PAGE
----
February 18, 2013
Dangers and Risks Involved with Internet Image Searches
Looking for what's hot today? Curious to place a face with a celebrity named in a story? Odds are, many of you will be clicking on a Google Image to get the story. Image searches are popular, and have also opened the door for a new trend used by cybercriminals to inject malware onto users machines.
Millions of users are daily utilizing search engines, such as Google and Bing, scouring the Internet for the latest images involving today's top stories, celebrities and trending topics. However, most computer users are completely unaware of the threats posed by seemingly harmless image searches. You may want to ask yourself, when was the last time you verified a website was safe before clicking on the image for viewing?
What's the threat?
While you may feel that you're the only searching the Internet for images of the hottest news, etc., attackers are also observing and recording what's popular and are rapidly polluting the Internet with their own
(maliciously-embedded) images matching these popular image searches. These misleading images are then hosted on maliciously crafted websites that have been optimized to rank higher in image searches in ways that are disapproved of by search engines and usually involve deception, a process known as Black Hat SEO.
Below is an example of the top image searches for today according to the search image Bing:
What happens when a computer user clicks on one of these images?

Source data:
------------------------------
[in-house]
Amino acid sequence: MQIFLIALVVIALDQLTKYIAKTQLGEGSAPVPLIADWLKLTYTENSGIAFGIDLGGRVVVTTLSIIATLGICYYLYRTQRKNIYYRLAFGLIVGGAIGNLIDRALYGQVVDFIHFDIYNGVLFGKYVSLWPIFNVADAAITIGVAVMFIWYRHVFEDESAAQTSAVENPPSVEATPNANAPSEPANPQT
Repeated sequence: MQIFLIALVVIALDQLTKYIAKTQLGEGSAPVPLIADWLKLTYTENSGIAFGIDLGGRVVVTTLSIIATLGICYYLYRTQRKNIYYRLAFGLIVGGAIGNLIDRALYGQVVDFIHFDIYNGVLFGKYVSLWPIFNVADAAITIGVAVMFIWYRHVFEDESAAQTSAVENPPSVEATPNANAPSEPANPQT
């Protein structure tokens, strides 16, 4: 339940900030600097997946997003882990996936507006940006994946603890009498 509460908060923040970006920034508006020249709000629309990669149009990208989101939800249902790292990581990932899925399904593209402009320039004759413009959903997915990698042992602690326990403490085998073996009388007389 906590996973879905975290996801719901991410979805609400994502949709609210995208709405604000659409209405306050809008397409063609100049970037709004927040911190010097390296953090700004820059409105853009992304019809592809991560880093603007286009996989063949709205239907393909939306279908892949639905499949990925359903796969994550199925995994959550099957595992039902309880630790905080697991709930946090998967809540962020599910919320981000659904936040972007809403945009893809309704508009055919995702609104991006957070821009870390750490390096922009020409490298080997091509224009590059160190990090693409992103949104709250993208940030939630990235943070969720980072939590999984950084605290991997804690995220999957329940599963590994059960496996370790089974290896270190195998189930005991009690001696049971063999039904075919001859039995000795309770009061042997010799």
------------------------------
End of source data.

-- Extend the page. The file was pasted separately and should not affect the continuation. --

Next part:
When a user searches for an image, and sees a 'high ranking', suitable image (hosted on a malicious website) that matches his search criteria and clicks it, the user is redirected to the infected website to download the image, thus injecting malware into their system. Thirtyseven4 has observed that even the most Internet savvy individuals are falling victim to this latest tactic.
In the case of a Google search, the website stays hidden behind the image.
There is an option on the side that allows the user to "Visit page" but most people do not bother visiting the website before saving the image locally.
Bing handles the situation slightly better because the user can scroll down to see the full website. But again, this is something that very few people actively do.
Tips to avoid getting infected by image searches:
1. Always check the website that hosts the image you are downloading. Visit the page to view it properly.
2. Gain a better understanding on how search image searches work
a. Opening an image in a new tab from the search results page is the same as visiting the website.
b. Malicious websites often use SEO techniques (as explained above) to manipulate search results , so remember that if a website appears on the top of a search results page it doesn't necessarily mean that it is a legitimate website.
3. Verify that your web browser, operating system and other programs are fully updated with the latest security patches and fixes.
4. Update your virus protection software regularly. Thirtyseven4 products also provide browsing protection that proactively blocks unsafe domains, ip addresses, etc from being displayed.
We all want to know what's hot, but Thirtyseven4 wants to caution you not to get burned. Be aware of what you are clicking on, and keep your antivirus protection current!